This morning, we saw a cynical attempt by the Conservative Party to extract party political capital from the Iran hostage situation. Fronted by the increasingly lacklustre Tory defence spokesman Dr Liam Fox, the attack started on the Tory Party website, and went from there.
Silent on the substantive issues, the website homed in on the "soap opera" of the "government incompetence over returned hostages", pointing the finger of blame at government ministers, following the "appalling" decision to allow the Britons held hostage in Iran to sell their stories to the media.
The bleating was picked up by the BBC although even it could not cope with the limited focus of the Tory "attack". It led its piece with the news that Fox was calling for an inquiry into the circumstances of the hostages' capture. But the thrust of the report was nevertheless on the "cash for stories" issue, with a demand that defence secretary should give "details of who was involved in the decision" and when.
The report had Fox squawking about "complete ministerial incompetence", charging that "New Labour's obsession with news management trumped issues of dignity, professionalism and discipline."
This was backed up by a turgid editorial in The Daily Torygraph which could have come straight out of the Janet and John book on Tory defence policy. It too homed in on the "fiasco following the release of the service personnel captured by Iran", asserting that "the sailors and marines were … enlisted as part of a despicable spin operation" by the government.
Pointing to where the Tory attack would lie, it then declared that, when Parliament returned next Monday, "Mr Browne had better go to the Commons and give a full and honest account of what led him to sanction the selling of the captives' stories to the media."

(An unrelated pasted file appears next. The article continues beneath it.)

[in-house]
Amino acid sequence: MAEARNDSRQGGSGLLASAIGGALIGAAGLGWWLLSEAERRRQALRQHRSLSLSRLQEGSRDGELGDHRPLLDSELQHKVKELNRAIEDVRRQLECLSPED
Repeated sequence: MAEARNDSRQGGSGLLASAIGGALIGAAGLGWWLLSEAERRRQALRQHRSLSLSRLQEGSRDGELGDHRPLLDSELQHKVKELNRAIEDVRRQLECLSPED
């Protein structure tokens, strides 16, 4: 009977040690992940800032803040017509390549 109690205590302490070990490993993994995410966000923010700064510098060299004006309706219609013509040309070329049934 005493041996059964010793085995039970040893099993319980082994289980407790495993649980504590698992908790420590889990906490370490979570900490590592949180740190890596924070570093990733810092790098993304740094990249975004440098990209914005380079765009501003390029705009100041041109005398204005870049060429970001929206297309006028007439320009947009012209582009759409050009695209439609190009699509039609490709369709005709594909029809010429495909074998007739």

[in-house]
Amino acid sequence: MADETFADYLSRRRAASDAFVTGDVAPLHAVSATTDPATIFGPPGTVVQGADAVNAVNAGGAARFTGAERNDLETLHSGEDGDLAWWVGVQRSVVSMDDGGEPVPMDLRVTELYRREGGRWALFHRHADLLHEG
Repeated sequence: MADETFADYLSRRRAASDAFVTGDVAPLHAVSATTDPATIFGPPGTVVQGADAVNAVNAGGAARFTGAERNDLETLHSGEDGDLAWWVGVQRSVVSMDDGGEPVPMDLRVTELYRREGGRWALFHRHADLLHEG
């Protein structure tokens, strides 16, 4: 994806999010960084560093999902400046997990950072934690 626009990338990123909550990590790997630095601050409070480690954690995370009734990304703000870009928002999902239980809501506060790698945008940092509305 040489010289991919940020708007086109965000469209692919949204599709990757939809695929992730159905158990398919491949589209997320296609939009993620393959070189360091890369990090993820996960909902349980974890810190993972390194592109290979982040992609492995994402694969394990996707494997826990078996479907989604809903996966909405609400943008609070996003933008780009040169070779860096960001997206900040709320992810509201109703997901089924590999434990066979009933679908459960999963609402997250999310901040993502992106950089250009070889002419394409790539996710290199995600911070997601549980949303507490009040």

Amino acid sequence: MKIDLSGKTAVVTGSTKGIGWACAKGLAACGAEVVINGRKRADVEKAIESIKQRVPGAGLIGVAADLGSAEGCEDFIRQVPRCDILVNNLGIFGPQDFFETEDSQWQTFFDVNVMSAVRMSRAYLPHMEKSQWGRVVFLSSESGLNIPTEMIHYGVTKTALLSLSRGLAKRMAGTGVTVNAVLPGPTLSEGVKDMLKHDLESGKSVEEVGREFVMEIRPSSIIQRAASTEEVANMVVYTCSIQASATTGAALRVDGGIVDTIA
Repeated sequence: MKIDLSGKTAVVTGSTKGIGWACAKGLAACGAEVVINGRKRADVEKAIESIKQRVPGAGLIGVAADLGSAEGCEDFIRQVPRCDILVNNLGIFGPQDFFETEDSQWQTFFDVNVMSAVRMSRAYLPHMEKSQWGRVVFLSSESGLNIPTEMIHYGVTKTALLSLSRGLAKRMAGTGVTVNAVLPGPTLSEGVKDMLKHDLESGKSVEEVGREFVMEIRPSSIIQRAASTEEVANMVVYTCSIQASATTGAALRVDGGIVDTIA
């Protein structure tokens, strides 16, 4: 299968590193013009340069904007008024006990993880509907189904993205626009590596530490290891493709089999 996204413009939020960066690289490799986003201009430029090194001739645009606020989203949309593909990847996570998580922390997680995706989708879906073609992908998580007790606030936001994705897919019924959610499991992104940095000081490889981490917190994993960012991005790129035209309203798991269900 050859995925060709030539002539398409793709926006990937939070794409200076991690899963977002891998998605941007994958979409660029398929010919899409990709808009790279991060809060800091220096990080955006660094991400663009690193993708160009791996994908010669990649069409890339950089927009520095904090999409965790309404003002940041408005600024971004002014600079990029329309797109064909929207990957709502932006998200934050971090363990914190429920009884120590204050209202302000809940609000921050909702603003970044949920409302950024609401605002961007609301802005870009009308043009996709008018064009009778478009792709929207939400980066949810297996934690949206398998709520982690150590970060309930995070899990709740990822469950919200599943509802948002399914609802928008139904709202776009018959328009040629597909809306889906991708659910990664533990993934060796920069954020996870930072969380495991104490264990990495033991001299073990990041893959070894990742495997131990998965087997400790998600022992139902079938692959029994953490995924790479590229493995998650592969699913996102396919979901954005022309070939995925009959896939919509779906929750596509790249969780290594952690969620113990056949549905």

The Dail Mail also fell into line, with a ridiculous commentary, citing that great political commentator, General Sir Michael Rose (now fortunately retired). Sir Michael, who provokes derision even in his own former Service, also had it that the decision to allow the captives to sell their stories was "part of a crude government spin operation".
By lunch time, however, the attack was contained. On the BBC Radio 4's World at One programme, Browne was on the air, accepting "full responsibility" for the decision. It had, he said, been made originally by the Navy on Thursday, when the hostages had been released and endorsed by him on the Friday, following a briefing by an MoD official. Browne's full statement is here.
The secretary of state was followed by Labour MP David Crausby, a member of the defence select committee, who affirmed that it was "pretty clear" that it was a decision taken by the Navy. He had questions on whether Browne should have vetoed the Navy but, he said, the central question was whether the marines and sailors should have been captured in the first place. The controversy over the payments "should not allow this to overshadow this", he declared.
Interestingly, Lib-Dem spokesman Michael Moore agreed with this line. A lot of questions remain, he said, but the payments issue was "a major distraction". It was "in danger of distracting us from how on earth we got into this situation in the first place."
That left Liam Fox with nowhere to go. Even the BBC interviewer, Sean Ley, was by then looking at the bigger picture, pointing up the tension "between military independence and political decision-making".
In a later interview, though, the Boy Cameron still tried to pander to the tendency which prefers to see its politics in soap opera terms. Asking for the "equivalent" of a Board of Inquiry on the wider issues, he then went on quickly to the payments issue. The government's "cheap and tatty" focus on short term headlines could cause long-term damage to the armed forces, he said, desperately trying to up the ante by declaring that "the buck stopped with the prime minister". Tory Diary has the full statement.
Browne, however, had already shot his Fox. He was waiting for reports on the wider question of the hostages' capture and would make a statement on Monday to Parliament.
Then, this blog trusts, we will begin to deal with the substantive issues and, if the Tories want to bleat from the margins, they will consign themselves to irrelevance. Perhaps, in the manner of the "frightened fifteen", they should book a group hug and then get out of the way, to let the grown-ups get on with it.
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